Outsize literary biographies have been appearing for a long time now; they used to carry a rider like “The Life of So-and-So Narrated in Connection with the History of His Times,” which allowed ample space for divagation. Nowadays the bare bones of a biography are likely to be covered with critical analysis. Brian Boyd in his immense new biography of Vladimir Nabokov has struck a balance, emphasizing the critical without occluding the historical circumstances, of which Nabokov himself was sometimes disdainful. The biographer has had a spacious and complex career to deal with; his two volumes are packed full of incidents and insights, enough to provide a feast for the leisurely, inquisitive reader.

Nabokov’s career spanned three continents and as many historical epochs; the man was not just a writer of fiction, but a poet, a playwright, a scholar, a controversialist, a teacher, translator, and entomologist. He experienced the extremes of neglect and acclaim, considerable wealth and wretched poverty. Having established himself, while in exile, as an admired author in his native Russian, he turned in midlife to the very different resources of English, and with hardly a moment of transition won acclaim as a superb stylist in his second tongue. The life alone constitutes a panorama in the grand style; the literary works are extraordinary for their variety and complexity. Brian Boyd has been granted a subject at once spacious and colorful; he has gone at it with zest and vitality. To be sure, the most ardent Nabokovite may on occasion lose heart as the sheer weight of pages mounts up; a few biographical formulas may start to ring hollow as a result of iteration. The civilized way to approach a biography as immense as this one is gradually, reflectively, leaving behind in one’s slow progress a furrow of marginal notes and questions, and perhaps unresolved doubts.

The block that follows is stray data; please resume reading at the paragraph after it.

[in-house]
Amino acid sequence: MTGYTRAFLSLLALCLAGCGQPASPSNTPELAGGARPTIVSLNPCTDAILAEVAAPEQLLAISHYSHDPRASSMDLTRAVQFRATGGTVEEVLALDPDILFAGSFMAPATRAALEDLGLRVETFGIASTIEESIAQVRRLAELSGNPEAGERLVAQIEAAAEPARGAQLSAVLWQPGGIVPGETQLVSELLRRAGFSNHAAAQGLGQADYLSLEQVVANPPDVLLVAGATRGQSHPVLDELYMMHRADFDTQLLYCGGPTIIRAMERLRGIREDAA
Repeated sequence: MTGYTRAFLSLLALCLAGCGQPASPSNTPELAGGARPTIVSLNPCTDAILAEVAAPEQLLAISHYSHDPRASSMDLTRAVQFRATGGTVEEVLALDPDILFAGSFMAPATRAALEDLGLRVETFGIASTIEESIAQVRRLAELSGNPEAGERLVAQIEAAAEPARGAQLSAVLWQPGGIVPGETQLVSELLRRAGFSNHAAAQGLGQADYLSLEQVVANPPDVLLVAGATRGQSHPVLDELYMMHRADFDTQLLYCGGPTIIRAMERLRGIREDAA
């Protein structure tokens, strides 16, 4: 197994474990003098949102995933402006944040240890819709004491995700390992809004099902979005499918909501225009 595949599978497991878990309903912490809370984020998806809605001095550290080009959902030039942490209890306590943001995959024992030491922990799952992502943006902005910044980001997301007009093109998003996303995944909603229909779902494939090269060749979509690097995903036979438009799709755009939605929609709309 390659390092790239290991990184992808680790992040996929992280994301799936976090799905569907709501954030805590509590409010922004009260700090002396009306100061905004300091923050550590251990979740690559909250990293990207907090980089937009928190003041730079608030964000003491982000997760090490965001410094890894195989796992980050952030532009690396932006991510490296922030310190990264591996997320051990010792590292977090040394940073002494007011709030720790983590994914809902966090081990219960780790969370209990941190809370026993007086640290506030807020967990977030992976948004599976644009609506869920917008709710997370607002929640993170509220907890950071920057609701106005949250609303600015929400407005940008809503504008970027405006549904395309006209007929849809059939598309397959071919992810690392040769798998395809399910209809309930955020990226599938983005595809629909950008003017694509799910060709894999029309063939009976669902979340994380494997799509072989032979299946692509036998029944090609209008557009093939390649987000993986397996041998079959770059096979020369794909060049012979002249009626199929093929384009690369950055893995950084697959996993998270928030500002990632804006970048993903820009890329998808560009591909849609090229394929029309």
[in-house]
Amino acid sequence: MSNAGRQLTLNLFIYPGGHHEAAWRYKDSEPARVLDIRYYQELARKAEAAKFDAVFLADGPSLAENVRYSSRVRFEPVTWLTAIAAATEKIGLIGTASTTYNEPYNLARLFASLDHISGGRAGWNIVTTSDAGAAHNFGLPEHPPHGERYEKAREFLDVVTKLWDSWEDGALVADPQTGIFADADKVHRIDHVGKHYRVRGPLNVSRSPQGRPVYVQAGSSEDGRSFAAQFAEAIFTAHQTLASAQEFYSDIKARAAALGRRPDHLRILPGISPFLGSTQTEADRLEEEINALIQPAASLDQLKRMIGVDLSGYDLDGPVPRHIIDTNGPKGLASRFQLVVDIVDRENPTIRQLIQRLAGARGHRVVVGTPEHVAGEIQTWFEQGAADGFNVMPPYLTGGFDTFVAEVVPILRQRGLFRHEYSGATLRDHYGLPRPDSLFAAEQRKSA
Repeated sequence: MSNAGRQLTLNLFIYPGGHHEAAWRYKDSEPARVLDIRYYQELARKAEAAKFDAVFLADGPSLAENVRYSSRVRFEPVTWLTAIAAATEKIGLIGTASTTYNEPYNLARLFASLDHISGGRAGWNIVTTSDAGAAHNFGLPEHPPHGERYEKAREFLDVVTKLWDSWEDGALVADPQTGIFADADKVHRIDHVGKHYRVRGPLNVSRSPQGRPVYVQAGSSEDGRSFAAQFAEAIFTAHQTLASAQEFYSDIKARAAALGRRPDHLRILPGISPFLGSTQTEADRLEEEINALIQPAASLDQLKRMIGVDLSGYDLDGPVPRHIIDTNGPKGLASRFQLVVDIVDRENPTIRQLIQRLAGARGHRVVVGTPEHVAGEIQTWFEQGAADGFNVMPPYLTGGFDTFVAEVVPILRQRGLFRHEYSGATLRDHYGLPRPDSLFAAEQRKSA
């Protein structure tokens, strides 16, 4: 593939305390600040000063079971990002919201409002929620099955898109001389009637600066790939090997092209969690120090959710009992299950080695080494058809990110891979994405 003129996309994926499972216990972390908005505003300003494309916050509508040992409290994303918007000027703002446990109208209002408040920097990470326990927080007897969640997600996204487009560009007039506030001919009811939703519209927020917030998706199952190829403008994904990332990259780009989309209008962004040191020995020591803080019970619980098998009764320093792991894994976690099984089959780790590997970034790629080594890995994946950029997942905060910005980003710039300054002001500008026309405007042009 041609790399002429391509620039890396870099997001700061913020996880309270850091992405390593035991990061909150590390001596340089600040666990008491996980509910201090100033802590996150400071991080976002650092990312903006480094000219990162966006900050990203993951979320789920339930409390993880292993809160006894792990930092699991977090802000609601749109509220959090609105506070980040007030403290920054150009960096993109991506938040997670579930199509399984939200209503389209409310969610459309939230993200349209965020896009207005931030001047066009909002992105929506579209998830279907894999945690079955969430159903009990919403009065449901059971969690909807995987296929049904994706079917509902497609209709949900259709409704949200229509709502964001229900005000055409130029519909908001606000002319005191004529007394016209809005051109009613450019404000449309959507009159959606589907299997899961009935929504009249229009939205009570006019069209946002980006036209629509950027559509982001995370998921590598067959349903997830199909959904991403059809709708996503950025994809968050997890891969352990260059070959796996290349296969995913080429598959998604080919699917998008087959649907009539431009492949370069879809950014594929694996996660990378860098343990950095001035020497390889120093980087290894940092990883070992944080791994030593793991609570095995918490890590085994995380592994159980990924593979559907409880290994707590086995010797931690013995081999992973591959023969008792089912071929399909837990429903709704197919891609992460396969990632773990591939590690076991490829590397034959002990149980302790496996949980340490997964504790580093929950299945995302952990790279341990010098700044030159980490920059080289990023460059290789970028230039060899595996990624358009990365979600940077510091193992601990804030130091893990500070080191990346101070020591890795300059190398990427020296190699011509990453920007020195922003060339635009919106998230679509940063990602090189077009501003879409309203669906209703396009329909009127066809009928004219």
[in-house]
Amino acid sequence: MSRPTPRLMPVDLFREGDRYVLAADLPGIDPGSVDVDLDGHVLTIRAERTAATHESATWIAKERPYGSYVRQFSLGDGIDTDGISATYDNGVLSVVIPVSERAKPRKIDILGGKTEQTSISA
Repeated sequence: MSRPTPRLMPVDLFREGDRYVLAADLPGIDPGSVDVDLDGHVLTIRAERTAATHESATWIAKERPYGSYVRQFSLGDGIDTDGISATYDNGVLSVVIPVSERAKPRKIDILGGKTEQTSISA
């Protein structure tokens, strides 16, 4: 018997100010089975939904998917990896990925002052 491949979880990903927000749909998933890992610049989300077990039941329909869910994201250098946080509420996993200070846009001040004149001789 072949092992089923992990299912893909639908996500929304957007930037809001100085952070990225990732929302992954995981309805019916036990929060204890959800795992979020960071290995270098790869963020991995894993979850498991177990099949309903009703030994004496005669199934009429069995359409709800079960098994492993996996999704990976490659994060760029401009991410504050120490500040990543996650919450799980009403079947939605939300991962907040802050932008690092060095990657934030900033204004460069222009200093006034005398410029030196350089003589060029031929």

For Nabokov’s writing, whether in Russian or English, presents enough perplexities and open possibilities to keep a critically minded biographer constantly on the hop. Boyd’s subject is a joker who liked on occasion to hide one set of jokes behind a couple of other sets; he was fascinated by translucency, irridescence, duplicity, cruelty. It’s not to be expected that Mr. Boyd’s biography will explore, let alone resolve, such an arabesque of complexities; but it’s a great advantage to have them aligned, interrelated, and available for the reader’s private animation. One may disagree with a number of Boyd’s particular judgments and yet feel, again and again, gratitude for the scope and detail of his backgrounds, the exemplary energy of his analyses.

Though the first of the volumes is subtitled “The Russian Years,”1 and the second “The American Years,” neither formula is beyond reach of a quibble. The “Russian” years included two decades of exile, mostly in Berlin, while the “American” years include almost as much time spent in Europe, mostly Switzerland. Still, however we label them, the two periods are decisively different, and pose special problems for the biographer. In recounting the earlier period, Boyd meets difficult competition from Nabokov’s own memoir, Speak, Memory (a k a Conclusive Evidence). If he is not to cause offense he can hardly venture to contradict or correct the words of his own subject; yet, with a writer of Nabokov’s active and elusive imagination, he can hardly just repeat. Speak, Memory is by no means a contemporary document; more than sixty years elapsed between the events described in its first chapter and its publication—after many revisions, many corrections—in 1966. (An earlier version appeared in 1951.) A thoroughly sophisticated artist composed those scenes which are presented as the musings of a child of four or five. Of course, the important thing is not crude “reality” but the radiant vision that Nabokov preserved of his youth; that, however, poses delicate problems for a biographer whose enterprise requires him to distinguish fact from fantasy.